It marks the first sit-down interview with the couple since they quit their roles as senior working royals in 2020.
They are expected to discuss their new life in the US and their experiences in the UK.
Hours before the programme, the Queen stressed the importance of "closeness and community" in her Commonwealth Day message - broadcast on BBC One.
She did not comment on the upcoming interview, focusing instead on the global impact of the coronavirus pandemic.
Senior royals including the Prince of Wales and the Duke and Duchess of Cambridge also joined forces to appear in the special programme on Sunday to celebrate Commonwealth Day.
In a clip released earlier this week, Meghan told Oprah it was "really liberating" to now feel "able to speak for yourself".
The interview with will air in the US on CBS on Sunday (01:00 GMT, Monday) and in the UK on ITV at 21:00 GMT on Monday.
It comes as Buckingham Palace is investigating claims the duchess bullied royal staff.
The report about the allegations of bullying levelled at Meghan were first published in the Times after the interview with Oprah was recorded.
Meghan has called it the "latest attack on her character".
The duke and duchess announced they were stepping down as working royals in March 2020, and now live in California.
Prince Harry recently said he had to step back from royal duties to protect himself and his family from the "toxic" situation created by the UK press, as it was "destroying my mental health".
Deals have been struck in more than 17 countries across the world for the rights to screen Oprah's interview.
The chat show host, who attended the couple's wedding in 2018 and is thought to live near them in California, has promised it will be "shocking" with "nothing off limits".
Meghan will be interviewed about marriage, motherhood, life as a royal and "how she is handling life under intense public pressure", CBS has said. The couple will also discuss their move to the US and their future plans.
Several clips have already been released by CBS and have racked up millions of views.
In a clip shown on CBS's This Morning show earlier this week, Meghan was asked why she has decided to give an interview now.
She said it was the result of "so many things", including that "we're on the other side of a lot of life experience that's happened and also that we have the ability to make our own choices in a way that I couldn't have said yes to then".
In two earlier clips released by CBS, Meghan said Buckingham Palace could not expect her and Prince Harry to be silent if it was "perpetuating falsehoods about us", while Prince Harry drew parallels between the treatment of his late mother, Diana, Princess of Wales, and Meghan.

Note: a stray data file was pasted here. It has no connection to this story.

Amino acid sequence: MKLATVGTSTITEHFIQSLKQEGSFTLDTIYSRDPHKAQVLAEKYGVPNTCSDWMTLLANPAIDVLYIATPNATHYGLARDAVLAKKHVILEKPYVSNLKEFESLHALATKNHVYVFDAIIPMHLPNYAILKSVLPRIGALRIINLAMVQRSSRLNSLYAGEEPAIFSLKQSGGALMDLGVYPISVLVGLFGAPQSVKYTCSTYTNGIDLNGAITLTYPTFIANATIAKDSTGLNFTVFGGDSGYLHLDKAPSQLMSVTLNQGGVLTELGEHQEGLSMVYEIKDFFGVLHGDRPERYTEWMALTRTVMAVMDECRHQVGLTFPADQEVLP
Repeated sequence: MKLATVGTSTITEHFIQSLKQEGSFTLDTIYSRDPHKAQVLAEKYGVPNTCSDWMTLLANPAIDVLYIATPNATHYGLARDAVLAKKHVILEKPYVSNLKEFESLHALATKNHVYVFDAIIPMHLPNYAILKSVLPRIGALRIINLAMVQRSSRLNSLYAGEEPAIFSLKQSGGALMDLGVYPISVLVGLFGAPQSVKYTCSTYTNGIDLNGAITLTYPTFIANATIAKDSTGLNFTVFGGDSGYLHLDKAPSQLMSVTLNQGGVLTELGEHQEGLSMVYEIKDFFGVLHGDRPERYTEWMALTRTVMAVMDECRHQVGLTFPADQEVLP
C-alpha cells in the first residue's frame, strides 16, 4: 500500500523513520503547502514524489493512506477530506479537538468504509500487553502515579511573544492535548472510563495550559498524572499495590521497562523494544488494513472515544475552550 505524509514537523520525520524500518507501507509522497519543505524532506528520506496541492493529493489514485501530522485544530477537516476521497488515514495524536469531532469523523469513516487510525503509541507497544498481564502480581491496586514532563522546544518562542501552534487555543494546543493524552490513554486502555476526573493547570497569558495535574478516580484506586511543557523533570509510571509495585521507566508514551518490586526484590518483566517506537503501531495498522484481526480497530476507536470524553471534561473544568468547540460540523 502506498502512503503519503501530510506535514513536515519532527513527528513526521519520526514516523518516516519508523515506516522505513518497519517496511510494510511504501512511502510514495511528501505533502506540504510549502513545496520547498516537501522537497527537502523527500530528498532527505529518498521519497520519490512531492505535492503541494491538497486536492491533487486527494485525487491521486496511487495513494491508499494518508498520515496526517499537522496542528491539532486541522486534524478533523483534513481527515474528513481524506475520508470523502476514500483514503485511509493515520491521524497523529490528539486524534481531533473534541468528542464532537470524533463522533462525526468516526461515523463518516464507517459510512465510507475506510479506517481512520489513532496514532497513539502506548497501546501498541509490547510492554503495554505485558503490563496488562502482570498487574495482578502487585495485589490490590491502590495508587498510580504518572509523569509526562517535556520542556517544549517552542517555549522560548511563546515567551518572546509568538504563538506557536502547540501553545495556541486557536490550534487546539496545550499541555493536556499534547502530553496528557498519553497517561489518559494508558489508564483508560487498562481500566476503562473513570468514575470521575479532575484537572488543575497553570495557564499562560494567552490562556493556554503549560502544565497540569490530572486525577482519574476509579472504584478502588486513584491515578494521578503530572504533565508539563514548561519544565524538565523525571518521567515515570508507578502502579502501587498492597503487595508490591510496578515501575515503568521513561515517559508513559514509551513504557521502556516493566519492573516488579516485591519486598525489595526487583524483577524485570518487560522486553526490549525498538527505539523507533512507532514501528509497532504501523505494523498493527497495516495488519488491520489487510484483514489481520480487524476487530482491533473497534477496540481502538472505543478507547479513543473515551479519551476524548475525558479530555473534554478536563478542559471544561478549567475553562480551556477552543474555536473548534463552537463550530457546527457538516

After these two clips were released, the Times published its report saying Meghan faced a complaint of bullying from her staff while she was a working royal at Kensington Palace.
The palace said it was "concerned" about the accusations and an HR team would look at the circumstances outlined in the article.
On the reported allegations of bullying, the duchess has said in a statement through her spokesman she was "saddened" by the "attack on her character".
The timing of the broadcast has come during a tumultuous period for the Royal Family.
While the interview was recorded before the Duke of Edinburgh, Harry's grandfather and the Queen's husband, went into hospital, it will air as the prince continues his recovery in hospital following a procedure for a heart condition.
It also comes on the back of a more light-hearted interview Prince Harry gave to James Corden on The Late Late Show, which aired last week - again while Prince Philip was in hospital.
In her Commonwealth day address, the Queen spoke about staying in touch with family and friends during "testing times", and how there had been a "deeper appreciation" of the need to connect to others during the Covid-19 crisis.
"The testing times experienced by so many have led to a deeper appreciation of the mutual support and spiritual sustenance we enjoy by being connected to others," she said.
As footage was played of the Queen's numerous official video calls, the 94-year-old acknowledged, "we have had to become more accustomed to connecting and communicating by our innovative technology" to stay in touch with friends, family, colleagues, and others during the pandemic.
She added: "Increasingly, we have found ourselves able to enjoy such communication, as it offers an immediacy that transcends boundaries or division, helping any sense of distance to disappear."
"We have all continued to appreciate the support, breadth of experiences and knowledge that working together brings.
"And I hope we shall maintain this renewed sense of closeness and community."
And she praised the "selfless dedication to duty" of medical staff and other key workers.
Some men change their party for the sake of their principles; others their principles for the sake of their party